How to help your anxious child

How to help your anxious child

If your child is struggling with anxiety at the moment, you are not alone. Anxiety in children has been on the rise recently. Children have had to deal with a lot of changes recently such as homeschooling, spending a lot of time indoors, and not seeing friends and family. They may also have absorbed some of the collective global anxiety and panic during the pandemic. These factors are not ideal for healthy social and emotional development in children. Here are some things to look out for if you think your child might be suffering from anxiety and what you can do to help.

Signs that your child might have anxiety:

  • Separation anxiety and not wanting to go to school or being more “clingy”
  • Health anxiety and worrying about their own health, the health of others or excessively talking about the pandemic
  • Social worries and fears of spending time with other children
  • Regression of certain skills or developmental milestones such as talking, toileting, and academic performance
  • Poor eating, sleeping, and self-care skills

How can you help your child deal with anxiety:

  1. BUILD THE EMOTIONAL VOCABULARY: Children often feel scared of things that they don’t know or understand. Helping your child label their emotions will help foster a sense of control. It also helps children to process their feelings and build greater self-awareness. Teach them to use a rich vocabulary beyond just “happy, sad and scared”, for example, “excited, ecstatic, nervous, concerned, frustrated”. Talk to them about how the emotion feels in the body, for example, sweaty palms or a racing heart. It may be helpful to print out feelings or emoji chart and put it somewhere they will look at frequently and you can integrate emotions into daily discussions.
  2. NORMALISE WORRY After you have validated and labeled your child’s emotions, normalise their worries. Talk about times you have felt nervous or worried and how you dealt with it. Reading books that talk about emotions, drawing/painting, or acting out their feelings can be a good way to make their worries seem less scary.
    You can teach your child that anxiety is a normal reaction. It is like a “smoke alarm” for the body to keep us safe from danger. The only thing is that sometimes that smoke alarm is faulty and goes off when nothing is actually going to hurt us, so it’s up to us to switch it off.
  3. CALMER PARENTS = CALMER KIDS: Studies show that parent stress correlates with anxiety and behaviour problems in children. Children pick up on much more than we think so it’s important that you model healthy emotion coping behaviours to them. By managing your own stress and anxiety you send the message to your child that they are safe too. This will instill a sense of security and confidence they need to face the world and deal with their anxiety.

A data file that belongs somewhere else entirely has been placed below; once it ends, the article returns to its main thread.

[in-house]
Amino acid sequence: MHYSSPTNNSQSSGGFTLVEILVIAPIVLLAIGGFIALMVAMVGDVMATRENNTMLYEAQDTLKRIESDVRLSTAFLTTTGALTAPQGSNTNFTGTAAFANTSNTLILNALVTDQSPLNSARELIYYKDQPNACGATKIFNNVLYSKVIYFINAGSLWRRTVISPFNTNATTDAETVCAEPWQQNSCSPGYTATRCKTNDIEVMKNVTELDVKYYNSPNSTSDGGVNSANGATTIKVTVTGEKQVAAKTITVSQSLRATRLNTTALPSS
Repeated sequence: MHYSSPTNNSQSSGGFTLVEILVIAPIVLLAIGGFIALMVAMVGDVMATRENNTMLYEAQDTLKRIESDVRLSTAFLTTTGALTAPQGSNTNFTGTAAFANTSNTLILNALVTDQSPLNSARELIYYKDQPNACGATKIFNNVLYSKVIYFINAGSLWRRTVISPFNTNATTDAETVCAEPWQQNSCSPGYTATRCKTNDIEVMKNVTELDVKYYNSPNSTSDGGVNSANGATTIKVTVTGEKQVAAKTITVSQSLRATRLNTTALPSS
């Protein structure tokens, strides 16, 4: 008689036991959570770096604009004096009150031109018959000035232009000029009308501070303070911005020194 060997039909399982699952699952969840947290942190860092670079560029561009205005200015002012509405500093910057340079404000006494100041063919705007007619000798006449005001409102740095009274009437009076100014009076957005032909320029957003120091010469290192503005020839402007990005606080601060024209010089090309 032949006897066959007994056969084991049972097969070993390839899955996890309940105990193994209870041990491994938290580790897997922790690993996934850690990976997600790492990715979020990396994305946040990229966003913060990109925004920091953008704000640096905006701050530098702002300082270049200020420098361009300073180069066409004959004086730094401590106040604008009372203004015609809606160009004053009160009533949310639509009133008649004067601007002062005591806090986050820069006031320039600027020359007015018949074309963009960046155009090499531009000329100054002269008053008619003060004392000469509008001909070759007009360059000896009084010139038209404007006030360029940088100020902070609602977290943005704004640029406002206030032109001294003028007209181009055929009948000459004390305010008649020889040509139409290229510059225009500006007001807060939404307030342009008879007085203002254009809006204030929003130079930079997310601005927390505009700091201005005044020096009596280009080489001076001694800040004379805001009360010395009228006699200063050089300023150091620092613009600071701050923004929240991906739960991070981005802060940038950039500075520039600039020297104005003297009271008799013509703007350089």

4. TEACH RELAXATION: You can work with your child to learn relaxation skills. This is great bonding time which will also help to improve your own wellbeing. Find what works for your child to help them feel calm and regulated so that they can use these tools to bring them back into balance when they feel overwhelmed. Some children like drawing and art, playing with Lego or sensory toys,  getting outside, listening to a sleep story, guided meditation, doing kids yoga or breathing exercises. Your child will be much more likely to practice relaxation strategies if you do it with them.
  5. APPROACH NOT AVOID: When your child is anxious they will likely avoid and retreat from their fears, but this is the very thing that keeps anxiety going. When children avoid their fears they don’t learn that they have the skills to cope with them and that the anxiety in their mind makes things seem much worse than they actually are in reality. This can lead to “learned helplessness” where children believe they can’t cope or have the resilience to handle life’s challenges. Parents can encourage their kids to face their fears, starting slow and offering praise and rewards for small wins along the way.

Anxiety is a normal part of development as children grow and experience life’s challenges. The parent’s role is to provide scaffolding as children learn the skills to cope. If you feel like your child is experiencing significant levels of anxiety and maladjustment, they may benefit from working with a professional or child psychologist.